The greatest lie of the information age is that 'the internet never forgets' - it has a memory like a sieve, and we're losing games every second, along with people's records of them. The Lost Histories Jam on Itch (run by Emilie "Coleo Kin" Reed) is about preserving the little things that nobody paid much attention to. A collection of stories, zines, interactive essays and even an album telling the tales nobody else did. There's a Let's Play of Catz 5, a brief history of 'perverted' Dragon Warrior hacks, the history of intentionally awful Mario fan-games and even an RPG Maker community dictionary from TheCatamites.
For me, the most interesting of the Lost Histories recorded here is TheCatamites's guide to the RPG Maker forums, circa 2005. Presented in the form of a dictionary, it includes accepted philosophies of early indie RPG design, anecdotes on the personages of the boards and even some bizarre asides. Why were the community awards named after a secondary character from anime Rurouni Kenshin? Nobody knows. A lot has changed in those fourteen years, including a complete reversal of opinions on whether you can or should sell RPG Maker projects. I'm glad they did - we wouldn't have Fear & Hunger otherwise.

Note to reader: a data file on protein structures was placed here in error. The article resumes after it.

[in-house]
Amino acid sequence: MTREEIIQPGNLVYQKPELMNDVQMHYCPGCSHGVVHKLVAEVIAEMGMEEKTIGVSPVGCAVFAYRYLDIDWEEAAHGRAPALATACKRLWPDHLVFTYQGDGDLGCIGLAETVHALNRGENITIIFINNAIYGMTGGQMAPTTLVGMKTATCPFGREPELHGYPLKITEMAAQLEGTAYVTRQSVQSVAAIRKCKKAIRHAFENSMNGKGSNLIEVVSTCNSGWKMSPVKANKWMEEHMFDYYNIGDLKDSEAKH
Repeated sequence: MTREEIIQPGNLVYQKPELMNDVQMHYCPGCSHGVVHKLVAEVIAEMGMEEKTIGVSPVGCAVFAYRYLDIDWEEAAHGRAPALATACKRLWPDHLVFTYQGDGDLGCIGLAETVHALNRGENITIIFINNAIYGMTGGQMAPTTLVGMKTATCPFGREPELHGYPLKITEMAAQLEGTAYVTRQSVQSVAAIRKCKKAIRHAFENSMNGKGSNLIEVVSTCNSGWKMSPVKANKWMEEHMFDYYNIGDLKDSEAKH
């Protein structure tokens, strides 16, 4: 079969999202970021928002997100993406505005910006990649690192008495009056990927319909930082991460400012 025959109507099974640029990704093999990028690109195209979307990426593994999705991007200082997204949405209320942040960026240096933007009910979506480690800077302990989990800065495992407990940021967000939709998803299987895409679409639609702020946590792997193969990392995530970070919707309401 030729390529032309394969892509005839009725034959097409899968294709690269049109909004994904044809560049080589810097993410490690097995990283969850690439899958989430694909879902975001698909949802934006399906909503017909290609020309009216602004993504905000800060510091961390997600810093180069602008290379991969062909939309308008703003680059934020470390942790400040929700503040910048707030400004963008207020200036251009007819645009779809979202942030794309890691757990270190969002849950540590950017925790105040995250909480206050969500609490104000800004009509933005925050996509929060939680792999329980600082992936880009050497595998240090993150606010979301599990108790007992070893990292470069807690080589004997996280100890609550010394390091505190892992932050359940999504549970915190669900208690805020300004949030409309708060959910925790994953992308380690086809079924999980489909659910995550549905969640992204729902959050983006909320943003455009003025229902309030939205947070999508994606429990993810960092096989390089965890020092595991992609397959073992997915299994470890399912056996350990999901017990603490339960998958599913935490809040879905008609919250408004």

The Mario Fangame Myth by Shadsy also makes for a fascinating read. As someone who got their first paid writing work (even if it was only a pittance) covering the weird world of Mario fan-games, it strikes a note for me to hear stories from within the scene. In this case, it's a deep dive on the Waligie series, a collection of intentionally trashy games that would likely be classified as interactive shitposts nowadays. It's a celebration of outsider art cobbled together from scavenged pieces of a massive franchise. Plus, Mario Fan Games Galaxy is still kicking to this day.
It's worth picking through these stories, and remembering what you can. The internet will eventually forget, but you might be able to share the tale with someone else, someday. I think that asesino, a short interactive story by fotocopiadora about virtual violence and the strange other-worlds we inhabit will stick with me a while. Just remember to turn your speakers down a bit.
You can read, watch or otherwise listen to the eighteen stories of the Lost Histories Jam here on Itch. More of this sort of thing, please. That, and proper preservation efforts.